Thu 16 September, 2004 16:50
By Louis Charbonneau
VIENNA (Reuters) - A senior U.S. official says satellite photographs of a suspected nuclear industrial site in Iran demonstrated its intention to develop atomic weapons, an allegation Tehran has dismissed as "a new lie".
A prominent international expert said on Wednesday that new satellite images showed the Parchin military complex southeast of Tehran may be a site for research, testing and production of nuclear weapons. Iran denies having an atomic bomb programme.
"This clearly shows the intention to develop weapons," a senior U.S. official told Reuters on condition of anonymity on Thursday.
He also accused the U.N. nuclear watchdog of suppressing information on Parchin in its latest report on Iran -- a charge denied by the International Atomic Energy Agency (IAEA).
A top Iranian official said the accusation that Tehran was hiding an atomic site from U.N. inspectors was a carefully-timed lie intended to influence a resolution on its nuclear programme being discussed this week i n Vienna by the IAEA governors.
"This is a new lie, like the last 13 lies based on news reports that have been proved to be lies," Hossein Mousavian, Iran's chief delegate to the IAEA board meeting told Reuters.
Washington and Tehran have been at daggers drawn since the 1979 Islamic revolution and the present U.S. government says Iran's leadership is "evil" and set on developing nuclear arms.
David Albright, an American former weapons inspector who heads the Institute for Science and International Security think tank, made the allegation about Parchin on Wednesday, though he disagreed that it clearly showed weapons intent. He also said the IAEA had asked to inspect Parchin but had been ignored.
Mousavian said: "They have not asked to see the site, but were are ready to cooperate with the IAEA" if they want to go.
Asked if there had been a request on Parchin, IAEA spokesman Mark Gwozdecky would say only that it was "discussing with the Iranian authorities ... dual-use equipment and materials".
Howe ver, diplomats in Vienna confirmed that the agency had requested to go to the site but had received no answer.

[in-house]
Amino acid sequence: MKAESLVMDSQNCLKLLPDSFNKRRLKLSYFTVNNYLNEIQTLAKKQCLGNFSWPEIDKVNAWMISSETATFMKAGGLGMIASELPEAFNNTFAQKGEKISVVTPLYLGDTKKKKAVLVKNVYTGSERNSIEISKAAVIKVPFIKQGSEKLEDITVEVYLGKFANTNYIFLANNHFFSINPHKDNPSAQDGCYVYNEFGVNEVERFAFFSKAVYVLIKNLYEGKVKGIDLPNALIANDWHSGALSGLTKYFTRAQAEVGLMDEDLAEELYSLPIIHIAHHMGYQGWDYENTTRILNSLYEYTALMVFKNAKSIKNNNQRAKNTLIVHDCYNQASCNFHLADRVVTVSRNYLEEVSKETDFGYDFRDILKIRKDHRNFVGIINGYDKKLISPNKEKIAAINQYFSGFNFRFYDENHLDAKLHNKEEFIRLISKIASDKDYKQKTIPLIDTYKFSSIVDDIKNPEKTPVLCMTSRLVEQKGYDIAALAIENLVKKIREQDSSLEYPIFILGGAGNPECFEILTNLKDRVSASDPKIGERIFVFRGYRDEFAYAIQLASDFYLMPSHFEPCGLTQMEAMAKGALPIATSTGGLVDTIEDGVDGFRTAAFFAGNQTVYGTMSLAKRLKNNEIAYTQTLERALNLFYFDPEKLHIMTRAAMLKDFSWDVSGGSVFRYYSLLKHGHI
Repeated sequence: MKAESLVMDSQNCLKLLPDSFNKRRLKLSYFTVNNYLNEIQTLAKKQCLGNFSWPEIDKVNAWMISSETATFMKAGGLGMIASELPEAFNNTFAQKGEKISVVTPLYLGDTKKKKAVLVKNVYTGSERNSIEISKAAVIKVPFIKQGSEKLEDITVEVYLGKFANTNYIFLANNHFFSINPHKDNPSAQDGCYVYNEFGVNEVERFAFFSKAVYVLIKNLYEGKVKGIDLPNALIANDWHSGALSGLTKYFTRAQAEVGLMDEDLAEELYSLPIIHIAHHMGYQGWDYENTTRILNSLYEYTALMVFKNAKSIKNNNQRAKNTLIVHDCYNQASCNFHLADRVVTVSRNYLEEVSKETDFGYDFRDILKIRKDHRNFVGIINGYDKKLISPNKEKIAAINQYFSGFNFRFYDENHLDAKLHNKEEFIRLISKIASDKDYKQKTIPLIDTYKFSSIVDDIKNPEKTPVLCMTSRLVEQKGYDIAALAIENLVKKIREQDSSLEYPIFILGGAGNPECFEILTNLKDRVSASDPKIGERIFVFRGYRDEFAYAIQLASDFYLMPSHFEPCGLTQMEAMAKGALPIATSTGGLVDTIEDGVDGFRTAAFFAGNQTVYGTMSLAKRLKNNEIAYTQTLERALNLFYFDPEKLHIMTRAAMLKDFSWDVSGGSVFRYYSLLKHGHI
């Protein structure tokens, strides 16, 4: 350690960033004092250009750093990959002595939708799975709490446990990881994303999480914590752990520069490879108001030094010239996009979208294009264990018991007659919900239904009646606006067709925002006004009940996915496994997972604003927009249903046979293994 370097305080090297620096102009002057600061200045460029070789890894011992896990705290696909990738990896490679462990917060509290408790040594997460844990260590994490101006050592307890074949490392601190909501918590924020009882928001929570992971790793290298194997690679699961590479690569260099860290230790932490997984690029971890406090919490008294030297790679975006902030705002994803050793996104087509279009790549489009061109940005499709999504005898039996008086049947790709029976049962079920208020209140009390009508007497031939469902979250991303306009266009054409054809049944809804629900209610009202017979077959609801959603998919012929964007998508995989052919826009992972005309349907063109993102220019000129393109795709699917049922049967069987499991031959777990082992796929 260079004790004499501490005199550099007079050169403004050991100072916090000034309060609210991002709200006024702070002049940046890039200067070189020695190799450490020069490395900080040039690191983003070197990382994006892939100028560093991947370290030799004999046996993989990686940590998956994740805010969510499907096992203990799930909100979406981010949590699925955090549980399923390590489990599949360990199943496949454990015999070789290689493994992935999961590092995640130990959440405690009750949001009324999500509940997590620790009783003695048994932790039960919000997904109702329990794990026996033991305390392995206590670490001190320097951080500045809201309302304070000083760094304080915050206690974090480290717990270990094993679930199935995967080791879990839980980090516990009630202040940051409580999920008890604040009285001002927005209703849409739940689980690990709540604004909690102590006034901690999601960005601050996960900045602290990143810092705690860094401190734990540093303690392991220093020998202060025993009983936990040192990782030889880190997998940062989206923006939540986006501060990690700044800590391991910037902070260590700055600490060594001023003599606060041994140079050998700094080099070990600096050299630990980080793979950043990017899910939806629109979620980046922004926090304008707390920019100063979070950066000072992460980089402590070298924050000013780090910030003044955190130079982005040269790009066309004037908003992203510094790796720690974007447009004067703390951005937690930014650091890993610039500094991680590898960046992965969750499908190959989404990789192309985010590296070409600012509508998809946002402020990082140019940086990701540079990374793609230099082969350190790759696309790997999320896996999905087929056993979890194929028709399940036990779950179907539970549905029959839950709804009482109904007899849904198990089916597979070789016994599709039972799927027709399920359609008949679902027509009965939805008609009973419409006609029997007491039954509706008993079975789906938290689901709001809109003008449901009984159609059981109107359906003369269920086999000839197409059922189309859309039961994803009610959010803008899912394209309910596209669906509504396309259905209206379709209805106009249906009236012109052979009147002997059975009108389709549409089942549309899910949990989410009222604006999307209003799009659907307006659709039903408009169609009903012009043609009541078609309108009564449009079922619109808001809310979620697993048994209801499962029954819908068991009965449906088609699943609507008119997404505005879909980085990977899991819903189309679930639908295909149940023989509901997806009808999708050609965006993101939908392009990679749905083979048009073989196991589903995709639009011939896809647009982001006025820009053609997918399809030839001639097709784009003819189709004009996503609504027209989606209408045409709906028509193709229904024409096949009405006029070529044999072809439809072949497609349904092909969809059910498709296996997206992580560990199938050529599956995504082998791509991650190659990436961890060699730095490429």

Gwozdecky dismissed as "baseless" the suggestion by the U.S. officials that the IAEA had concealed information on Parchin.
The agency's chief, Mohamed ElBaradei, said this week he was not convinced Iran's activities were entirely peaceful but that there was no hard evidence to prove the U.S. belief Tehran was using its nuclear power programme as a front to build weapons.
Western intelligence agencies have recognised Parchin as a potential chemical, explosives and munitions production site since the 1990s. In November 2003, a Tehran parliamentarian complained publicly about spending on atomic technology and identified Parchin as a site for such activity.
"Ascertaining what the connection is between (Iran's atomic energy authority) and Parchin is very important," said another senior U.S. official. "There's no legitimate role for this kind of high explosive technology in a civi l nuclear programme."
Mousavian said the latest accusation was aimed at influencing talks on a draft resolution that could set the stage for a November showdown at the IAEA, which could in turn lead to Iran's case going to the sanctions-wielding U.N. Security Council, as Washington has demanded for more than a year.
France, Britain and Germany are in a sixth round of talks with IAEA board hardliners -- the United States, Australia and Canada -- to find a compromise on the wording of a text on Iran. The Europeans favour more negotiations with Tehran.
Negotiators from the six states still had no agreement on a text but continued to talk, informed Western diplomats said.
The most contentious of the U.S.-backed proposals is for an "automatic trigger" leading to Iran being reported to the Security Council for possible economic sanctions if it does not stop its uranium enrichment programme by October 31. The EU trio has rejected this, favouring something more vague.